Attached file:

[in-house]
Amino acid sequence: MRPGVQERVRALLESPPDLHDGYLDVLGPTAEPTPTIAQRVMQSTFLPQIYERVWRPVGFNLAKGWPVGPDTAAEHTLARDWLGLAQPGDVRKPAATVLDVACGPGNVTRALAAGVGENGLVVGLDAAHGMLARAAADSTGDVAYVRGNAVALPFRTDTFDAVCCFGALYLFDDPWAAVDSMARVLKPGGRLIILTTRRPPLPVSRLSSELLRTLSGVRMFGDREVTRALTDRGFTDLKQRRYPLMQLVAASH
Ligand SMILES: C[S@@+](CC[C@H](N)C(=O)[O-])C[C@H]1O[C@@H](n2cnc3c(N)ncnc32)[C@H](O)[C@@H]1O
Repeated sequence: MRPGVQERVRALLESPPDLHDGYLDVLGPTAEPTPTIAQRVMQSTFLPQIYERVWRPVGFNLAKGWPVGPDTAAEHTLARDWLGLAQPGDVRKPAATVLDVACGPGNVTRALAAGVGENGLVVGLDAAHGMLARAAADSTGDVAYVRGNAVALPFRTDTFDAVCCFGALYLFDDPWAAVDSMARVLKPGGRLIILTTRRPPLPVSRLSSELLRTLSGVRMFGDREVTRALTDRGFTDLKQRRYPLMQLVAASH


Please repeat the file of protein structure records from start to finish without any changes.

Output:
[in-house]
Amino acid sequence: MRPGVQERVRALLESPPDLHDGYLDVLGPTAEPTPTIAQRVMQSTFLPQIYERVWRPVGFNLAKGWPVGPDTAAEHTLARDWLGLAQPGDVRKPAATVLDVACGPGNVTRALAAGVGENGLVVGLDAAHGMLARAAADSTGDVAYVRGNAVALPFRTDTFDAVCCFGALYLFDDPWAAVDSMARVLKPGGRLIILTTRRPPLPVSRLSSELLRTLSGVRMFGDREVTRALTDRGFTDLKQRRYPLMQLVAASH
Ligand SMILES: C[S@@+](CC[C@H](N)C(=O)[O-])C[C@H]1O[C@@H](n2cnc3c(N)ncnc32)[C@H](O)[C@@H]1O
Repeated sequence: MRPGVQERVRALLESPPDLHDGYLDVLGPTAEPTPTIAQRVMQSTFLPQIYERVWRPVGFNLAKGWPVGPDTAAEHTLARDWLGLAQPGDVRKPAATVLDVACGPGNVTRALAAGVGENGLVVGLDAAHGMLARAAADSTGDVAYVRGNAVALPFRTDTFDAVCCFGALYLFDDPWAAVDSMARVLKPGGRLIILTTRRPPLPVSRLSSELLRTLSGVRMFGDREVTRALTDRGFTDLKQRRYPLMQLVAASH